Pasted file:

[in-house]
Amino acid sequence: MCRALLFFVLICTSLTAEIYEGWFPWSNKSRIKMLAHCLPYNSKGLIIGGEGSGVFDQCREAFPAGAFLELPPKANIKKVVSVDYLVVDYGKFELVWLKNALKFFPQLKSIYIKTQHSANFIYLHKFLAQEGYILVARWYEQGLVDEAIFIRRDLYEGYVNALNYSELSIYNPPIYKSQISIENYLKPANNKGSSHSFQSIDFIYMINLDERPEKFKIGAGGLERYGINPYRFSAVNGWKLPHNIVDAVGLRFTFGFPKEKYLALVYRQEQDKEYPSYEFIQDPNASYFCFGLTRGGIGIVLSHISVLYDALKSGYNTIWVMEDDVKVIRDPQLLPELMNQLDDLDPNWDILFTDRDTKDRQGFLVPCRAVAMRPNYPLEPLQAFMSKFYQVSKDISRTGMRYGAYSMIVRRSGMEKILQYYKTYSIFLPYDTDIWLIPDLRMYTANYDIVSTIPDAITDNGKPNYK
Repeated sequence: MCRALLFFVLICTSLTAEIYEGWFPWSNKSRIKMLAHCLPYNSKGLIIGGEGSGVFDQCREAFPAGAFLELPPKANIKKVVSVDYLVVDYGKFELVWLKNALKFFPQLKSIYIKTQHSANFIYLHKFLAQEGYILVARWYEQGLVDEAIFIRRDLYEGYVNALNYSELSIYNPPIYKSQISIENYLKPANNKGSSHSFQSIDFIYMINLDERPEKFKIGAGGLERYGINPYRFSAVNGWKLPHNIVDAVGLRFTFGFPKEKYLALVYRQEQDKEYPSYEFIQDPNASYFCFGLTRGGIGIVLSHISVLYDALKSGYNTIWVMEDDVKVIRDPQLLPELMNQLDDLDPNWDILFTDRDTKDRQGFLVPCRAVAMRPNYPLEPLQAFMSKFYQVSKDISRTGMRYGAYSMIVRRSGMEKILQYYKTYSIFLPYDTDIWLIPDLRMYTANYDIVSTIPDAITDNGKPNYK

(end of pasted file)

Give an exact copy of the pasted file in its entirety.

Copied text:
[in-house]
Amino acid sequence: MCRALLFFVLICTSLTAEIYEGWFPWSNKSRIKMLAHCLPYNSKGLIIGGEGSGVFDQCREAFPAGAFLELPPKANIKKVVSVDYLVVDYGKFELVWLKNALKFFPQLKSIYIKTQHSANFIYLHKFLAQEGYILVARWYEQGLVDEAIFIRRDLYEGYVNALNYSELSIYNPPIYKSQISIENYLKPANNKGSSHSFQSIDFIYMINLDERPEKFKIGAGGLERYGINPYRFSAVNGWKLPHNIVDAVGLRFTFGFPKEKYLALVYRQEQDKEYPSYEFIQDPNASYFCFGLTRGGIGIVLSHISVLYDALKSGYNTIWVMEDDVKVIRDPQLLPELMNQLDDLDPNWDILFTDRDTKDRQGFLVPCRAVAMRPNYPLEPLQAFMSKFYQVSKDISRTGMRYGAYSMIVRRSGMEKILQYYKTYSIFLPYDTDIWLIPDLRMYTANYDIVSTIPDAITDNGKPNYK
Repeated sequence: MCRALLFFVLICTSLTAEIYEGWFPWSNKSRIKMLAHCLPYNSKGLIIGGEGSGVFDQCREAFPAGAFLELPPKANIKKVVSVDYLVVDYGKFELVWLKNALKFFPQLKSIYIKTQHSANFIYLHKFLAQEGYILVARWYEQGLVDEAIFIRRDLYEGYVNALNYSELSIYNPPIYKSQISIENYLKPANNKGSSHSFQSIDFIYMINLDERPEKFKIGAGGLERYGINPYRFSAVNGWKLPHNIVDAVGLRFTFGFPKEKYLALVYRQEQDKEYPSYEFIQDPNASYFCFGLTRGGIGIVLSHISVLYDALKSGYNTIWVMEDDVKVIRDPQLLPELMNQLDDLDPNWDILFTDRDTKDRQGFLVPCRAVAMRPNYPLEPLQAFMSKFYQVSKDISRTGMRYGAYSMIVRRSGMEKILQYYKTYSIFLPYDTDIWLIPDLRMYTANYDIVSTIPDAITDNGKPNYK